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Mapping Observed physical automobile with its ID through distance measurements

IP.com Disclosure Number: IPCOM000180114D
Original Publication Date: 2009-Mar-04
Included in the Prior Art Database: 2009-Mar-04
Document File: 3 page(s) / 63K

Publishing Venue

IBM

Abstract

Disclosed is a capability for mapping observed physical vehicles with their respective IDs through distance measurements. Proximity sensors would be used by a transmitting vehicle which broadcasts the distances to all vehicles around it and receiving vehicles which measures distances to all vehicles around it. A general algorithm is proposed to match the data produced by these two methods which outputs a view that contains both location information and ID information of all neighboring vehicles. A specific algorithm is provided to demonstrate how this method can be implemented in a limited scenario.

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Mapping Observed physical automobile with its ID through distance measurements

Disclosed is a system and method to help a car create, from packets of vehicle IDs and proximity measures that it receives, a mapping between physical observed cars and their identification numbers.

    According to Wikipedia, "A Vehicular Ad-Hoc Network, or VANET, is a form of mobile ad-hoc network, to provide communications among nearby vehicles and between vehicles and nearby fixed equipment". VANET is an emerging field inside the automobile industry.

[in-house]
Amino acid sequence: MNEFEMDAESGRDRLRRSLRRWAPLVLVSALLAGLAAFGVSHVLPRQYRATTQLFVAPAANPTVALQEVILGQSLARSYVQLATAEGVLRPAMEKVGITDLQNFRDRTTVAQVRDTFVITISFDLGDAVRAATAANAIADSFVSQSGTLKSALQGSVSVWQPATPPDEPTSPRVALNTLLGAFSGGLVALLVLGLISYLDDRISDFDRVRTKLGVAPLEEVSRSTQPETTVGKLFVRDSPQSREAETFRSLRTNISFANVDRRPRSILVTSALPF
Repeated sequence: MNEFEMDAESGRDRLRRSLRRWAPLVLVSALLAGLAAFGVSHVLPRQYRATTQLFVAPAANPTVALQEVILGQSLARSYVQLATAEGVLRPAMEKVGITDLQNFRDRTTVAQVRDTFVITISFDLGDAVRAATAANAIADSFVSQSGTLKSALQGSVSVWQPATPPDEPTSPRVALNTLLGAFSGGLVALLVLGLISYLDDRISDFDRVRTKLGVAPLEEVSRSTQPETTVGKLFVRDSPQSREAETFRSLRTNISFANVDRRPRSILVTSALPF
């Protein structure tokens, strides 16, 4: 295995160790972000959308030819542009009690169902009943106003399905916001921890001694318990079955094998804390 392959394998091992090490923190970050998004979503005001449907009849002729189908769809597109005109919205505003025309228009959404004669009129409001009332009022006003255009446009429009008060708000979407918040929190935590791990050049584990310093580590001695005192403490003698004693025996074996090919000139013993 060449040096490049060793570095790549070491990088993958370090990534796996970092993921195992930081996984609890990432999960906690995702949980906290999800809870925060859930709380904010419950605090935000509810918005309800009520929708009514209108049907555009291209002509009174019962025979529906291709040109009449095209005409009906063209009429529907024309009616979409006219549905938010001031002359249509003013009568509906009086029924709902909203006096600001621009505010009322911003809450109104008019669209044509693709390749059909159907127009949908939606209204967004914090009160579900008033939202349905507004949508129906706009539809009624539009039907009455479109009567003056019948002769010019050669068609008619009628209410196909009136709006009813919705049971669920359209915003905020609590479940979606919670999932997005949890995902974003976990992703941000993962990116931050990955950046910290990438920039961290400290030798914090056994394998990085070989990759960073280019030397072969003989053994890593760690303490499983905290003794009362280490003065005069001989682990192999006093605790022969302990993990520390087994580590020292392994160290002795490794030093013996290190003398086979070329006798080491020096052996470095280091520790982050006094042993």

Road sign alarms, automatic payment of parking lots, multimedia, internet communication services and toll collection are examples of possibilities within VANET.

This disclosure concentrates on the field of car to car communication. This allows such services as collision warning, proximity warning. bypassing requests etc. Such car to car applications have an extra challenge: tagging cars in a driving cars proximity.

    For example: given a scenario of 3 cars driving in a straight line, with ids 1,2, and 3 respectively. Suppose car #2 receives a message that a neighboring car is about to press the breaks. Car #2 needs to know if the transmitting car is #1 or #3. In the first case the driver will want to press the breaks, but such an action may be dangerous in the case that the transmitting car is car #3. It is assumed that the cars are already fitted with transmitters which broadcast their IDs (be it a license plate number or a vehicle/engine number) to all other cars in their close vicinity. This is necessary, but is not sufficient for the task at hand since it does not contain enough information.

    The essence of this disclosure is a system and method to help a car create, from packets of vehicle IDs and proximity measures that it receives, a mapping between physical observed cars and their id #s.

Proximity sensors would be used in two ways:
1. The transmitting vehicle broadcasts the distances to all vehicles around it.
2. The receiving vehicle measures distances to all vehicles around it.

A general algorithm is proposed to match the data produced by these two methods. Its output is a complete view that contains both location information and ID information. A specific algorithm is provided to demonstrate how this method can be implemented in a limited scenario. The same line of thought can be applied to a more general case.

Proximity measurements would be taken in order to create a mapping between observed vehicles and their id #s. Each vehicle would transmit the distance between itself and the vehicle behind it / in front of it, frequently. These data packets would be transmitted to all vehicles within a short range of the transmitter. The receiving vehicle will keep a log of its proximity measurements with respect to an observed physical vehicle. Each transmitted vehicles' data is correlated with the proximity data held by the receiver. Once a strong correlation is identi...